The traits that are associated with these QTLs have been implicated in the domestication of rice. We should note, however, that while QTL3A and 3B underlies a known domestication trait (e.g., loss of seed shattering), the traits associated with QTL 3C may also be considered crop improvement or diversification traits. As we indicated, telling these two types of traits apart can be difficult, and without a clear archaeological history, we can never be certain whether these traits are true domestication traits. For the purposes of this study, however, we will consider them all as domestication traits. Using re-sequencing data for gene fragments across these three putative domestication QTL regions in rice, we examine whether the levels and patterns of polymorphism in these three regions are indeed consistent with the possibility that they have experienced recent positive selection accompanying the evolution of this cultivated grass species.


Nucleotide variation and linkage disequilibrium in three domestication QTLs

For QTL 3A, we analyzed an ∼1.05 Mb region from the proximal end of the chromosome, and in QTL 3B, we studied ∼1.9 Mb region from position 11.988 Mb to 13.863 Mb. In QTL 3C, we examined an ∼2.31 Mb region from position 32.893 Mb to 35.203 Mb. We sequenced a total of 88 gene fragments in these three QTL regions, each with an average length of 509 bp and spaced approximately 50 kb apart, totaling 44.8 kb of genomic sequence. The spacing was chosen based on previous work that indicated that linkage disequilibrium in the major rice groups extend to ∼75–150 kb [35], and that the one good example of a selective sweep in rice (in the Waxy gene, see [36]) is ∼260 kb in length.

Previous work using genome-wide sequence tagged site (STS) data provided an indication of the genetic relationships and population structure between rice varietal groups [31]. STRUCTURE analysis using the DNA sequence data from the three domestication QTL regions is consistent with that observed using genome-wide data [31] (see Fig. 2).

Figure 2. Population structure of O. sativa and O. rufipogon.

It was estimated from all the loci combined from the three QTL regions. The analysis includes accessions of temperate japonica, aromatic and aus rices that were also sequenced for the same fragments (data not shown). The highest likelihood is found at K = 5. Vertical bars along the horizontal axis represent individual Oryza accessions, the proportion of ancestry that can be attributed to each cluster under K = 5 clusters is given by the length of each colored segment in a bar. The labels at the top indicate the original variety/species designation for each accession based on Garris et al. [26].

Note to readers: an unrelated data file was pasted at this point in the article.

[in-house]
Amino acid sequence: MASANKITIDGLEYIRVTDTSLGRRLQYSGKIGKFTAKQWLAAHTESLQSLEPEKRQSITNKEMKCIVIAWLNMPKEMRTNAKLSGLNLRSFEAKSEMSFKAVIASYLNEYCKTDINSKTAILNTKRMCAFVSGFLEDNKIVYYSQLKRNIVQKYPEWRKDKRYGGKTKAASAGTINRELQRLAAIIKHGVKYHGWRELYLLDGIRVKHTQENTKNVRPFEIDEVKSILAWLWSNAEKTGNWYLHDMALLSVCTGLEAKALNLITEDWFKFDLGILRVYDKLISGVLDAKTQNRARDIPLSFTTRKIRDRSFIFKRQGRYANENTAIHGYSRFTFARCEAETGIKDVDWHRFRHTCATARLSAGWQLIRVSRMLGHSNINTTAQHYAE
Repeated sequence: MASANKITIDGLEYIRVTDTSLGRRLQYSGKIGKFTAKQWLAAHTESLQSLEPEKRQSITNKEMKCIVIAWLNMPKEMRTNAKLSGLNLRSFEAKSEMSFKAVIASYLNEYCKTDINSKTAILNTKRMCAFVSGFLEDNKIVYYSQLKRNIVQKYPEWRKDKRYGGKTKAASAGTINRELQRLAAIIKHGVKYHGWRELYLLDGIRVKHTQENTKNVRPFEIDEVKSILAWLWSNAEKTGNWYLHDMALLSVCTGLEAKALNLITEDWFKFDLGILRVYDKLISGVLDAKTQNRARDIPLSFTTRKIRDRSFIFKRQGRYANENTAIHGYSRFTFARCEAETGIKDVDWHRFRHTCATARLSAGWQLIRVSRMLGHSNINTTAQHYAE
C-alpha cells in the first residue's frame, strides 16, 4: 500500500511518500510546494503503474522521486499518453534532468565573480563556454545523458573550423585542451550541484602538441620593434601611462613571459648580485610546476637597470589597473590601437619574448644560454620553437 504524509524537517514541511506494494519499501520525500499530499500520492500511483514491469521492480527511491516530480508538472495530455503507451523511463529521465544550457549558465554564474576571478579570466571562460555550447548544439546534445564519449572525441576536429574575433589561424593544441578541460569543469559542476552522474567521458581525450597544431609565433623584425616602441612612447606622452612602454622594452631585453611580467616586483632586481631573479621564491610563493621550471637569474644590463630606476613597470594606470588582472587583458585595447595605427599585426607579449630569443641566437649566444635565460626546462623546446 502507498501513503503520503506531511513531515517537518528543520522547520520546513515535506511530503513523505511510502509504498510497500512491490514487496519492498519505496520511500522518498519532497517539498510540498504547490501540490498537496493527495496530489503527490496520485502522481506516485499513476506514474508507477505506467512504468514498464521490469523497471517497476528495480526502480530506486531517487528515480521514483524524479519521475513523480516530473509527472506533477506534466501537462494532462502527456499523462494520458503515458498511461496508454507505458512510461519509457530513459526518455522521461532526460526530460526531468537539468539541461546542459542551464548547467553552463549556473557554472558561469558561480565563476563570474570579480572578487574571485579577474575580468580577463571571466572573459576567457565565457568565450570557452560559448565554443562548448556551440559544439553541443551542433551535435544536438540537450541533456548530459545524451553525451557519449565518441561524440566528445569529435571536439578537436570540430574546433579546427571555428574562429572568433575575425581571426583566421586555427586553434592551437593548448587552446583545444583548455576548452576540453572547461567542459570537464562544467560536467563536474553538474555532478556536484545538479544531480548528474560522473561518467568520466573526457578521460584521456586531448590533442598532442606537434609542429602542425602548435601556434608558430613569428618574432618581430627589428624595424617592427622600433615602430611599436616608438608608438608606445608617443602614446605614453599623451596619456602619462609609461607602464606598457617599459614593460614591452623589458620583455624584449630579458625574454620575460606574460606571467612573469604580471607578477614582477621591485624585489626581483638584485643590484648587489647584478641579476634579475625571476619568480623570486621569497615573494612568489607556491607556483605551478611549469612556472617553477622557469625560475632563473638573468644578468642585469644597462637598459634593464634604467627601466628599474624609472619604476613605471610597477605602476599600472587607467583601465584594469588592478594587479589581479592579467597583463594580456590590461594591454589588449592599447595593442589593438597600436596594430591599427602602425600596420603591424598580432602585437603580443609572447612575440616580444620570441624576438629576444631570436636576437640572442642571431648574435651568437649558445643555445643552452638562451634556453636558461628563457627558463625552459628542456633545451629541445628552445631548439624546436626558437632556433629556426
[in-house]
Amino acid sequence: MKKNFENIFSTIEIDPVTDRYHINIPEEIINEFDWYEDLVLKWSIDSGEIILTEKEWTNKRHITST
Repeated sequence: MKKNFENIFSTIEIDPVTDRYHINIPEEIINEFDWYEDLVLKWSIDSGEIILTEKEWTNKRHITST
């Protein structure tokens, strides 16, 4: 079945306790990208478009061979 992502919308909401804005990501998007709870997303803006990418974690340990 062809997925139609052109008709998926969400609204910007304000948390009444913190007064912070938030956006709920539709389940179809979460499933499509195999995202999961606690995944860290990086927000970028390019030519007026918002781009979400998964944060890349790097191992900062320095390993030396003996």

In total, we detected 833 single nucleotide polymorphisms (SNPs) in O. sativa and O. rufipogon, of which 767 are silent site polymorphisms. The levels of silent site nucleotide variation at each of the gene fragments as well as each of the three domestication QTLs were calculated and reported for O. rufipogon and the two major O. sativa groups – tropical japonica and indica, which represent the two major domestication events in O. sativa (see Figure 3 and Table 1, respectively). In the domesticated rice varietal group indica, there are a total of 288 SNPs, with 276 at silent sites. In tropical japonica, there are only 37 SNPs, of which all but one are silent site changes. Mean silent site nucleotide diversity (π) across all sampled loci in O. sativa is approximately 0.0008 while the silent-site level of polymorphism in the wild rice species, O. rufipogon, is six-fold higher (π = 0.0049) (see Table 1).

Figure 3. Nucleotide diversity (π) at silent sites for each gene fragment within the three QTL regions.

Silent sites include both synonymous sites and noncoding sequences. Data for the two major varieties of O. sativa (indica and tropical japonica), as well as O. rufipogon, are shown.

Table 1. Silent site nucleotide diversity in domesticated rice and O. rufipogon.

We calculated linkage disequilibrium between SNPs whose minor frequencies are greater than 10 percent within and between all three QTL regions. In the wild out-crossing species O. rufipogon, some linked sites within each QTL show strong disequilibrium while almost no disequilibrium is observed at sites between the three genomic regions (see Fig. 4). SNP sites in indica show stronger disequilibrium, compared to O. rufipogon, within the QTL regions (see Fig. 4). However, there are too few segregating sites remaining in tropical japonica to make a meaningful comparison, which suggests the selection in tropical japonica in these QTL regions were even stronger to have eliminated most of the polymorphism in O. rufipogon. The increase in LD in the domesticated rice groups have been observed in a genome-wide study [35], and is likely due to the bottleneck associated with rice domestication as well as the reduction in effective recombination in domesticated rice associated with the transition to selfing in this species.